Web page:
The evolution of ARCA’s composite body car will take a significant step forward next month when it makes its superspeedway debut at Pocono Raceway in ARCA’s General Tire #AnywhereIsPossible 200.
Officials from the ARCA Racing Series presented by Menards announced in October 2015 that the composite material, flange-fit body, which debuted in 2015 on tracks one mile and less in length, would be approved for competition on all tracks except Talladega and Daytona in 2016.
The car has already been tested at Daytona International Speedway and Chicagoland Speedway in 2015, and has spent substantial time in wind tunnels over the last several months.
The composite bodies, which greatly reduce the possibility of debris, are a lightweight laminate blend, which weighs less than 135lb (61kg). The 12 individual flame retardant panels are flange-fitted together for easy installation trackside. ARCA Racing Series teams have the option to compete with showroom stock-appearing Toyota Camry, Ford Fusion and Chevrolet SS body packages.
With the much-anticipated debut of the ARCA composite body cars at Pocono, the older, traditional steel-body cars are still eligible for competition.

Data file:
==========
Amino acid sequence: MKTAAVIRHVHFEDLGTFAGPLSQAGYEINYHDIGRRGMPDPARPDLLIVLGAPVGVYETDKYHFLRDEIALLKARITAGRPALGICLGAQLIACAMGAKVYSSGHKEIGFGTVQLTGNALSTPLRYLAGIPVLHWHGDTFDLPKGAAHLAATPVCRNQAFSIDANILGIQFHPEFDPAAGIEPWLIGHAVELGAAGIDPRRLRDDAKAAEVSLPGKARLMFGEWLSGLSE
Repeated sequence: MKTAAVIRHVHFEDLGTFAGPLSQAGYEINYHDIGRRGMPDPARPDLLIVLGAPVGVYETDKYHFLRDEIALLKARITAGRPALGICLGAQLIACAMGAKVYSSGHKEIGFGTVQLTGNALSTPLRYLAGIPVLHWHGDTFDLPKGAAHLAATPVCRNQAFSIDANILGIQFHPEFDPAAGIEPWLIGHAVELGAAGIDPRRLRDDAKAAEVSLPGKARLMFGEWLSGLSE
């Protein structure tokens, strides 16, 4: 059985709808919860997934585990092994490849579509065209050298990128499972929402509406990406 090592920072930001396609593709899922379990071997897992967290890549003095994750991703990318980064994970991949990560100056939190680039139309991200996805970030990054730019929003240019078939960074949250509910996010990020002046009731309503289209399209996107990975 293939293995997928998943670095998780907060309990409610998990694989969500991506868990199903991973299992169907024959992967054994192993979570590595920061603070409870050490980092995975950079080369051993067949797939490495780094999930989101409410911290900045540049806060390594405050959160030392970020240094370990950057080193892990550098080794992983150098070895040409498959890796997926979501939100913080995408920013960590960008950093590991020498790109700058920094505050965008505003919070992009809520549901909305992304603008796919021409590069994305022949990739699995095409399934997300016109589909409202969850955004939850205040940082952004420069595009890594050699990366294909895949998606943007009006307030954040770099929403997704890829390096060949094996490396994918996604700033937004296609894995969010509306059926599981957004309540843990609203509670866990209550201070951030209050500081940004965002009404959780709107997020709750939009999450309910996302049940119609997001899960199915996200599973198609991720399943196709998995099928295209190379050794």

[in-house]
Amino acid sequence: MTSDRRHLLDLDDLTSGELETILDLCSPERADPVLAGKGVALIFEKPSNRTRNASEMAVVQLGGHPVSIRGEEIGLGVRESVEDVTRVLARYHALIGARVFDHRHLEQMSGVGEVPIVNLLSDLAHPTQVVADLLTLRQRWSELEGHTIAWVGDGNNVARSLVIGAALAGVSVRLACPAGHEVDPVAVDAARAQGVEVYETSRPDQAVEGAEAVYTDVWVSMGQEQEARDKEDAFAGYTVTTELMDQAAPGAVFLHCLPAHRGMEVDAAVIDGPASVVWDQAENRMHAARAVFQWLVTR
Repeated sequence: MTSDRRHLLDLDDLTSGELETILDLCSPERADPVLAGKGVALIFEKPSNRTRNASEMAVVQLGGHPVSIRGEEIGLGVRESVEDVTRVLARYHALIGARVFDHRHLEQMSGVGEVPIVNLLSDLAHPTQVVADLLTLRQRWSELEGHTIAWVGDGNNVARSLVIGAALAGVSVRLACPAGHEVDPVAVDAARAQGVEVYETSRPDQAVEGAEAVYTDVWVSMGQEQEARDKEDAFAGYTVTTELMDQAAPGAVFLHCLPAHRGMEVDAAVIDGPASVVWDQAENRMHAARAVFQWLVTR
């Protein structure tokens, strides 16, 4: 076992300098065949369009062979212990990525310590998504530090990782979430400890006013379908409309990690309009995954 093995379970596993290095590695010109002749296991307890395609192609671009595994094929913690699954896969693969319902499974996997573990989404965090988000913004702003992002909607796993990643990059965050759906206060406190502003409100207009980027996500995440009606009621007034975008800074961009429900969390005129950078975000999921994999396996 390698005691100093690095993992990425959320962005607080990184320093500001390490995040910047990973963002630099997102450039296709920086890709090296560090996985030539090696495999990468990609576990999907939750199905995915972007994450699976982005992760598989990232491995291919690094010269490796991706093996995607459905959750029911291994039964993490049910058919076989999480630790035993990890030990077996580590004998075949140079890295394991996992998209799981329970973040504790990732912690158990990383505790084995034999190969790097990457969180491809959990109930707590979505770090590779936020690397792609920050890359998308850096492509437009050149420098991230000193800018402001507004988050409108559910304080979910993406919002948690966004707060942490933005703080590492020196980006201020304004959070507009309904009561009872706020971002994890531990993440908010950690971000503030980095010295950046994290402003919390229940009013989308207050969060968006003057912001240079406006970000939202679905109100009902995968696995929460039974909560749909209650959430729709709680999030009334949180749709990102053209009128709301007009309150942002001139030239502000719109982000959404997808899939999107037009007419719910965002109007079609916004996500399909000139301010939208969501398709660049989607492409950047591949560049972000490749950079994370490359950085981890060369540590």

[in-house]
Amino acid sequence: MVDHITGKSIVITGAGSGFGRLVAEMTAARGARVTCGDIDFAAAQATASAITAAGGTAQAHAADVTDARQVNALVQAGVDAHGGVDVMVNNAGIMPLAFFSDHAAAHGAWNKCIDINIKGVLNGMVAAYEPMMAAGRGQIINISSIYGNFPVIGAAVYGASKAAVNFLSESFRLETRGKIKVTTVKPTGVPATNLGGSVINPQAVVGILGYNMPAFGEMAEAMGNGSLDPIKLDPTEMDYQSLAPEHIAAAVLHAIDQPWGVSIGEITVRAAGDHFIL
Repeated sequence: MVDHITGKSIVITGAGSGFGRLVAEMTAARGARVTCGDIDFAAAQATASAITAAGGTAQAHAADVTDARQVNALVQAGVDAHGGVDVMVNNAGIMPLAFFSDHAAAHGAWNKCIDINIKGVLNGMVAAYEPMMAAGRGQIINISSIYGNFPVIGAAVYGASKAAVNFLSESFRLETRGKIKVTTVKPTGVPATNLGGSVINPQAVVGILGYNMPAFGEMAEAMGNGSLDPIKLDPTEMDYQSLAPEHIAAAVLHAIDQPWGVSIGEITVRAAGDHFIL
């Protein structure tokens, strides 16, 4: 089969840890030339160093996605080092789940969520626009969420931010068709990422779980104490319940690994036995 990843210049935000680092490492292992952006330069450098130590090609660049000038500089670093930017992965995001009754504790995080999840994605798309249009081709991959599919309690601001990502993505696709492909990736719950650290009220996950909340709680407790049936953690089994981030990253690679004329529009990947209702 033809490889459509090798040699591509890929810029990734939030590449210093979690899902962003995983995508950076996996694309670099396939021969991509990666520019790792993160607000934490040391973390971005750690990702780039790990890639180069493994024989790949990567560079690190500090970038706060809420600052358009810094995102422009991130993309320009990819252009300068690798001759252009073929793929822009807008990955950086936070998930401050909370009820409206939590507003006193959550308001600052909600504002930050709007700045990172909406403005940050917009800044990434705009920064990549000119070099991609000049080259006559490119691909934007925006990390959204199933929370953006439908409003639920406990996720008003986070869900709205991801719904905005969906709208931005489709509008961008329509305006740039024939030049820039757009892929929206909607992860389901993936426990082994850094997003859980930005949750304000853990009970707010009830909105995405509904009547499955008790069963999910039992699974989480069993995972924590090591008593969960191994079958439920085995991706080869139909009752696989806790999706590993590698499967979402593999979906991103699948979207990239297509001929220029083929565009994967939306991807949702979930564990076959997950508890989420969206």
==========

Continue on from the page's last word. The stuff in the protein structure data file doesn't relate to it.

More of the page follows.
“I have no doubt that the composite car will be competitive on the superspeedways,” said Grayling Call, ARCA’s director of Competition & Race Technology. “As the facts stack up, I’m confident the composite bodies will hold their own against the steel car. The composite car’s already been to the wind tunnel. Per the results, we should be very close.
“One of the biggest differences with the composite car is that the ARCA Rulebook provides for a one-hundred pound weight reduction,” Call continued. “The composite car can weigh 3,300 pounds as opposed to the steel car, which has to weigh 3,400.”
Car counts for the ARCA Racing Series presented by Menards are up about 10% from 2015 to 2016. The number of composite body cars has also increased, with at least 20 entered in the short track events so far in 2016 at Nashville and Salem.